Learning Curves

“Dad, guess what? It was so nice today—only about 103 degrees!”

Yes, that’s me. And no, that is not sarcastic whatsoever. Oh, how far I have come in the last couple weeks.

Rewinding a little bit…

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Mama with my fan!

After I landed in Delhi with my mom, we spent a week and a half exploring Old & New Delhi, Agra (Taj Mahal!), and Jaipur. When we landed, it was 114 degrees. Needless to say, I spent my entire time traveling with a very touristy and slightly embarrassing handheld fan that sprayed water aimed squarely at my nose, while very large beads of sweat ungracefully seemed to drip from every pore in my body.

I’ve never experienced heat like this before, and I’m not quite sure I ever want to again. But, it does make 103 degrees feel like heaven.

After I finished traveling with my mom, I met up with my fellow CASI buddies in Delhi to spend the weekend together before we all went off to our respective sites. We had a great weekend, visiting Humayun’s Tomb, the India Gate, the Red Fort, and then spending Sunday evening at a Penn Club of Delhi ice cream party!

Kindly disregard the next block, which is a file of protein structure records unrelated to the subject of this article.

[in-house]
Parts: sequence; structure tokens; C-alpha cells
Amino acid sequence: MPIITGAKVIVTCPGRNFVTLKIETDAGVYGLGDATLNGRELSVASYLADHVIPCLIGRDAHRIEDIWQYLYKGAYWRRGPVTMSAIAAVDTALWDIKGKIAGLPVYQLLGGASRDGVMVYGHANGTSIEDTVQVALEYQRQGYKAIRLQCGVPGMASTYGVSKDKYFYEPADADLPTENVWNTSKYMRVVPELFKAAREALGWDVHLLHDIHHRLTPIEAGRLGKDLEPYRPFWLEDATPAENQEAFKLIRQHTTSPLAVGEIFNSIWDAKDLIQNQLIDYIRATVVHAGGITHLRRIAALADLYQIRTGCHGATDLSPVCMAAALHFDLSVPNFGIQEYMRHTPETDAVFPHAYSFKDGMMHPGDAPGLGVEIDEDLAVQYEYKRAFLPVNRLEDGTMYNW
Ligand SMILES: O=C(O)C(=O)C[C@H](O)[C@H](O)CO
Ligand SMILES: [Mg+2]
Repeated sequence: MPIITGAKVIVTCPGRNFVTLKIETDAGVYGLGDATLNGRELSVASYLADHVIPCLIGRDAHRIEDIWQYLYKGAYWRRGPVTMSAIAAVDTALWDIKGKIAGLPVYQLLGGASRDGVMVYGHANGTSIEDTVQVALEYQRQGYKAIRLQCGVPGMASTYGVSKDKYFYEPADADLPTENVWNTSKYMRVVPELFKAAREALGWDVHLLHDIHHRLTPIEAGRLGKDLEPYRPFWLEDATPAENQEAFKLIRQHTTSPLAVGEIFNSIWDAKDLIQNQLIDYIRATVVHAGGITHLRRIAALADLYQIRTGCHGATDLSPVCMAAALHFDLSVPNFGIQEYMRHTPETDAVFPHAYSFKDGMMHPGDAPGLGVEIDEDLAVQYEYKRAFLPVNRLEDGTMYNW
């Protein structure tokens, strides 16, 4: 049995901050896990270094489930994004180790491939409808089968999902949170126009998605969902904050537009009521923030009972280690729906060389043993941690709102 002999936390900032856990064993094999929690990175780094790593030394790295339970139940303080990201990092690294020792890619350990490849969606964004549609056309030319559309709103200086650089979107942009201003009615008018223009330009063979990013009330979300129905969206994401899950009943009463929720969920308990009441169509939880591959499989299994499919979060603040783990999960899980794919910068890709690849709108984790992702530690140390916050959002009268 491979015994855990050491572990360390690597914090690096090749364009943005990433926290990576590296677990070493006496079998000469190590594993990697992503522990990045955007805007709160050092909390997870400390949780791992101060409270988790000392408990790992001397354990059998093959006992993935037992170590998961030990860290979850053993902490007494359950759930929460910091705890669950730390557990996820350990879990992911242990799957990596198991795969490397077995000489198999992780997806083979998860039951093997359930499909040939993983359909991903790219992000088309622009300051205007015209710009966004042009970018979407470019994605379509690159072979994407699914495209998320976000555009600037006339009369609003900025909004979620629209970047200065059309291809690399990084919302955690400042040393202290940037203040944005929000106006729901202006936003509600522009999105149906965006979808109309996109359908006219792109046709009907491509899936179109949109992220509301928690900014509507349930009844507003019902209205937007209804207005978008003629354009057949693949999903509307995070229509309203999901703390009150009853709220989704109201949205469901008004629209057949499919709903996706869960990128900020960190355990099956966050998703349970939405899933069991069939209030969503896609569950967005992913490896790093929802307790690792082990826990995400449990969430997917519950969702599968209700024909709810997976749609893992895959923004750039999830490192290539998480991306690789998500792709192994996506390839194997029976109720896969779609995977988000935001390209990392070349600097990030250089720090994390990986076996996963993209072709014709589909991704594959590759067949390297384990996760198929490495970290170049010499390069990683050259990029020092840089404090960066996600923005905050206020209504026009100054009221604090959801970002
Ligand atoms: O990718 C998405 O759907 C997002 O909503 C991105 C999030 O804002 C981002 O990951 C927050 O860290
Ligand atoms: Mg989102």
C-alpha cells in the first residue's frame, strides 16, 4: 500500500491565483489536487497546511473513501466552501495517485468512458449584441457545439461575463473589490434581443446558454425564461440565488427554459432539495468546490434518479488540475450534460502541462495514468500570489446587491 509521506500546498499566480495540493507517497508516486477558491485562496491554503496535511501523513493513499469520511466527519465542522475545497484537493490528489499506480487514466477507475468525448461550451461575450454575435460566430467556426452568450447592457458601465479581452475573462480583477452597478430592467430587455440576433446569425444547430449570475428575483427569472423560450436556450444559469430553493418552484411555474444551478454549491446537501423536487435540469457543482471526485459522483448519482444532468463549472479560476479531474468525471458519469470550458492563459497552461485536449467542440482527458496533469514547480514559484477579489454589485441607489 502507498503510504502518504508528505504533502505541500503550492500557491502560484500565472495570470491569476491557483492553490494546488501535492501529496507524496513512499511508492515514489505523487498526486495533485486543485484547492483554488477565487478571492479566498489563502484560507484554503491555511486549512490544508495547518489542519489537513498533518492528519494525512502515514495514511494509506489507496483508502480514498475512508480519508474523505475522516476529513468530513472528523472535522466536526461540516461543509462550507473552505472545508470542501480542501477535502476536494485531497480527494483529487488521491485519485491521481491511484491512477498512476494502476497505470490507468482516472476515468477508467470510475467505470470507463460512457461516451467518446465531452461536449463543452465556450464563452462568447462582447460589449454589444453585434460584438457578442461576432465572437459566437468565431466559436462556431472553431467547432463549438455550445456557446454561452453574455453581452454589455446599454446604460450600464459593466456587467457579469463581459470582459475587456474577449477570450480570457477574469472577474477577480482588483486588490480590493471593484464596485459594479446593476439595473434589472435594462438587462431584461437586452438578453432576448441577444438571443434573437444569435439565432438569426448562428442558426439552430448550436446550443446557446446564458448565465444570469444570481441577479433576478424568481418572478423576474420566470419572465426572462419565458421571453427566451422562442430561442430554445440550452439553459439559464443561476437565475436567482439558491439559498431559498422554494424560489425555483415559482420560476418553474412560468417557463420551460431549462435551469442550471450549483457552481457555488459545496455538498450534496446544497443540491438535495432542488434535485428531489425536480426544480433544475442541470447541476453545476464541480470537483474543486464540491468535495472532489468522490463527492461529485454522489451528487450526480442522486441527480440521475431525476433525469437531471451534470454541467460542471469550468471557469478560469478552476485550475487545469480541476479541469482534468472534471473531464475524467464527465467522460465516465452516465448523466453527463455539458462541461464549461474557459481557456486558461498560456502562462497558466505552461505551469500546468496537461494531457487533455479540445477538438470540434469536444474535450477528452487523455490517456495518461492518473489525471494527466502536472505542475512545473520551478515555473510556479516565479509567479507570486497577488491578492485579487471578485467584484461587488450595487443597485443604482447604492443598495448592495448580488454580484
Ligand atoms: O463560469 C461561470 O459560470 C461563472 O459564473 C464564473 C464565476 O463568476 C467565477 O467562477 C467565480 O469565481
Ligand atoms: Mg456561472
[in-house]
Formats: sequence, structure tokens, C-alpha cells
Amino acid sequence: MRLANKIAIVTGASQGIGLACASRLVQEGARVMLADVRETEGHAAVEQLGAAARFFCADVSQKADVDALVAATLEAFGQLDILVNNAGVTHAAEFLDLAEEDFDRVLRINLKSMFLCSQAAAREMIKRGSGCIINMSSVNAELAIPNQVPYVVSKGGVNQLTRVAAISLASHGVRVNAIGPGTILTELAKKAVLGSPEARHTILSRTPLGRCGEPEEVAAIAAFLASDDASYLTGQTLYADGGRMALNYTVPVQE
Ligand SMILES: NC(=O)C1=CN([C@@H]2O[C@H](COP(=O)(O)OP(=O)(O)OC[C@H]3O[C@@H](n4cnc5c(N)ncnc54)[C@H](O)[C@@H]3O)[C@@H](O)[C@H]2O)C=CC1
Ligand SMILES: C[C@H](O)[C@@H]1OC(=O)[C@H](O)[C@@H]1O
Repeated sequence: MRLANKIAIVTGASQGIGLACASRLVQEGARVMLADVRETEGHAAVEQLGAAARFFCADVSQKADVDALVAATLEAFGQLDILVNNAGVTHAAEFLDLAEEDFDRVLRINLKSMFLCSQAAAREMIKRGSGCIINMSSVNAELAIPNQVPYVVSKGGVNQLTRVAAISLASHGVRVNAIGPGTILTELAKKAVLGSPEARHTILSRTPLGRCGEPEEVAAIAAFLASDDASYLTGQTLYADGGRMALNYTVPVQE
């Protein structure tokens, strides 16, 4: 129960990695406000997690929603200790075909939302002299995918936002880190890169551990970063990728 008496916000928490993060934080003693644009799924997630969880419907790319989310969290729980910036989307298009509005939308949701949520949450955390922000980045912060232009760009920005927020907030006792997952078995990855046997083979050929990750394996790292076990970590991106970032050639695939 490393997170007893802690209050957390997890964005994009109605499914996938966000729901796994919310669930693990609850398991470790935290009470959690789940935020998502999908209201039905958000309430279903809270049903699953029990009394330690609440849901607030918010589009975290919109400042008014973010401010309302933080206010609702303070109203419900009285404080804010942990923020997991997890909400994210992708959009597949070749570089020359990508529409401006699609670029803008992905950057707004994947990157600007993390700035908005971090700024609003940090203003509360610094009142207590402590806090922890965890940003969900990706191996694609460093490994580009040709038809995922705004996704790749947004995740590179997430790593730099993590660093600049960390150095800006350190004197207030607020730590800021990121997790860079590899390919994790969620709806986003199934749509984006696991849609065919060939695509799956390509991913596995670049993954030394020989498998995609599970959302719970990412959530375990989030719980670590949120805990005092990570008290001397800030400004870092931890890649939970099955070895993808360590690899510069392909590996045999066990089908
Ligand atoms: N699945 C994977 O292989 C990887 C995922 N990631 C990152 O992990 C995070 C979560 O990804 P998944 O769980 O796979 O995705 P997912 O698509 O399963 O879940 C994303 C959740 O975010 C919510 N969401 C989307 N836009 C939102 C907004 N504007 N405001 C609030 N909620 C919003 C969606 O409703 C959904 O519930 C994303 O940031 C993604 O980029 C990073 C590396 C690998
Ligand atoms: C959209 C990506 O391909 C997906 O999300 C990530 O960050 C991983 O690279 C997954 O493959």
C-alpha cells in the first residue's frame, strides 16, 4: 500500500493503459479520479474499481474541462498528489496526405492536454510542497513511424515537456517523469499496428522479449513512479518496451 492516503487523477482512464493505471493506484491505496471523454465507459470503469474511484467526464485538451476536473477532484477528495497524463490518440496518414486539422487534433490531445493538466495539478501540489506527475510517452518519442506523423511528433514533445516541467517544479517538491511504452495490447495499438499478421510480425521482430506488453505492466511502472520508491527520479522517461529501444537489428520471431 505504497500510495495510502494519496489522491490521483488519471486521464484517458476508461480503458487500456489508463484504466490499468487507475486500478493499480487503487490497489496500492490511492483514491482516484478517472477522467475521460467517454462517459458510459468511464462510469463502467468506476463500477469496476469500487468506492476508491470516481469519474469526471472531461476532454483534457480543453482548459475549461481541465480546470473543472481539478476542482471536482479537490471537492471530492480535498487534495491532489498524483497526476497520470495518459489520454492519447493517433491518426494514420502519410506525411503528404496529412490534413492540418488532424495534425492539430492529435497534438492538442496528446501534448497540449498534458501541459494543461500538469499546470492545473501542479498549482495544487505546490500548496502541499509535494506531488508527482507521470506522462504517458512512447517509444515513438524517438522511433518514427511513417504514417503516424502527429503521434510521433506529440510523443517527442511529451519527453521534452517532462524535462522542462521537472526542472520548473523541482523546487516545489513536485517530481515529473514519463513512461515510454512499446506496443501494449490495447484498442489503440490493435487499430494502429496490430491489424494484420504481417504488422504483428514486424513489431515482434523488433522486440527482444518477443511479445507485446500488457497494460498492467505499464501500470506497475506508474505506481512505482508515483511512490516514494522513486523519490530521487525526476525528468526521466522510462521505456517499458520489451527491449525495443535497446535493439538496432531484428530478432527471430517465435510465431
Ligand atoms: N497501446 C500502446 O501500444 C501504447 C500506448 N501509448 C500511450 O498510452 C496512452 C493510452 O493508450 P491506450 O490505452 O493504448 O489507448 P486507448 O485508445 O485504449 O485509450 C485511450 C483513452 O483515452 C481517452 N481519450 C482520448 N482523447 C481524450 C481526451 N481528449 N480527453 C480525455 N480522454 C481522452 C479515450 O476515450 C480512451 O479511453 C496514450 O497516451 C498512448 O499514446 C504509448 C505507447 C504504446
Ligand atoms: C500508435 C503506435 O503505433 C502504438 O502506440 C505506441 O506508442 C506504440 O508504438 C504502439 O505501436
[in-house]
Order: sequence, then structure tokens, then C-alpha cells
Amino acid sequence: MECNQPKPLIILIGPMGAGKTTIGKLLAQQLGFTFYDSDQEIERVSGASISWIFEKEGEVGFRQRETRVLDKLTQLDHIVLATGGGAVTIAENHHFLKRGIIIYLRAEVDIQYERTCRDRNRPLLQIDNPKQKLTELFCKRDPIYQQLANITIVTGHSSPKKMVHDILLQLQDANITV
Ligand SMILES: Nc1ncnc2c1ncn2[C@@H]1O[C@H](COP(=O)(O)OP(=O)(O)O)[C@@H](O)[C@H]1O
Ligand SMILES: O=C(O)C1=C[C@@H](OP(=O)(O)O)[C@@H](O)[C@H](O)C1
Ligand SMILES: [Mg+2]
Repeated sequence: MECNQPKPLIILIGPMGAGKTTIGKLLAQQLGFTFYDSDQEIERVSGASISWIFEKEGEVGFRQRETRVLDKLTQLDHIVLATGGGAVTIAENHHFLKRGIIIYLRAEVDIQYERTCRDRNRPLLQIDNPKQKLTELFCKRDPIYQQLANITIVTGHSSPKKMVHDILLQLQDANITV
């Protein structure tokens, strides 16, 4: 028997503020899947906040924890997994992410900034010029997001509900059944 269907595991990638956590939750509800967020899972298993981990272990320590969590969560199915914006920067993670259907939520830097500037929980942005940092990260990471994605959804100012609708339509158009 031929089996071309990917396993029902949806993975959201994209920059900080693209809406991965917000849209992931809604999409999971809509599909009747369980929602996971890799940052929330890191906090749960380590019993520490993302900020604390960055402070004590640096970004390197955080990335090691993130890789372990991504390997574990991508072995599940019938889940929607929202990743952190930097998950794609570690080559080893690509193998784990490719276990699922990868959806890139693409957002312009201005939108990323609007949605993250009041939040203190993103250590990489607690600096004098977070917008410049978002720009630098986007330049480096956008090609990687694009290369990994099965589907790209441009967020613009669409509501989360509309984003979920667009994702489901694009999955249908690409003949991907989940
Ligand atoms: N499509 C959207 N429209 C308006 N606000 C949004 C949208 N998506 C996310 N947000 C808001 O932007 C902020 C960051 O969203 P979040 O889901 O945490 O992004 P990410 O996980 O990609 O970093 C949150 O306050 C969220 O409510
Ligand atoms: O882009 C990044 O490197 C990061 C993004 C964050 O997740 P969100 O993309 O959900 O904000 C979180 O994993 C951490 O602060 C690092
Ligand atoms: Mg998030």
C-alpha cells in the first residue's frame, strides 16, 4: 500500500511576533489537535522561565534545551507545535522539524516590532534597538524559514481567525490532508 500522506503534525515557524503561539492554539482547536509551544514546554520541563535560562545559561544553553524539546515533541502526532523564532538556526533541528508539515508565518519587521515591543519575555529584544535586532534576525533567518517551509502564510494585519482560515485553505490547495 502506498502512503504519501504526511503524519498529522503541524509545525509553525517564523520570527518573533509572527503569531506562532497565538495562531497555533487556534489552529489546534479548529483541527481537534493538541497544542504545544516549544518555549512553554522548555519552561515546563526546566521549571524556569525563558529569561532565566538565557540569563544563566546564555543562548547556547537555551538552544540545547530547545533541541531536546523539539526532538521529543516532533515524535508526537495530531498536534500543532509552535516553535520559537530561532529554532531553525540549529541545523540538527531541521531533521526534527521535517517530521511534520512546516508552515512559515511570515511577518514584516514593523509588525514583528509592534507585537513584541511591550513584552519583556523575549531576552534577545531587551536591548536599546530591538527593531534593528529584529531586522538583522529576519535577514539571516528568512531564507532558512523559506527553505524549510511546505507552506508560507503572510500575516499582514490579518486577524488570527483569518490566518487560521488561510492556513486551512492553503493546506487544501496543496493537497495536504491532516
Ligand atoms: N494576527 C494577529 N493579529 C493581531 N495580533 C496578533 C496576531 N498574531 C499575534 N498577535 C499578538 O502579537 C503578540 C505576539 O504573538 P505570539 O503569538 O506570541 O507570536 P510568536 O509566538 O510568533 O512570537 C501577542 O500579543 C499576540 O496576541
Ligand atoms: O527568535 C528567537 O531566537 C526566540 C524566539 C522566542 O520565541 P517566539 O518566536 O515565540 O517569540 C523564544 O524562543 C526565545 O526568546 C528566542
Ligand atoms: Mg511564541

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A blurry photo of CASI buddies eating “authentic” NY pizza in Delhi.

Sadly, our time as a full group was short, and it was the moment for Alexa and I to plunge into all things rural! Monday morning, we dragged our sleepy bodies out of bed and to the airport (with a stop at Pizza Hut… no shame) and boarded our Indigo flight to Indore. All seemed to be going pretty well on the flight until we got close to landing, and then the turbulence really started to kick in.

When we landed in Indore, we stepped out onto the stairs to deplane, and there were fields in every direction. Alexa, I think we are in Kansas (ironically, Alexa is from Kansas).

Then, we spent the next three hours traveling by four-wheel drive SUV to SPS. Dirt roads, rocky roads, gravel roads, no roads, forests, hills, switchbacks, cows, goats, people, wedding parties… you name it, we saw it! After settling in, we met a couple of the SPS employees—our supervisor Rajesh, his friend/roommate Raghav, head of women’s groups Aakarti, and various others.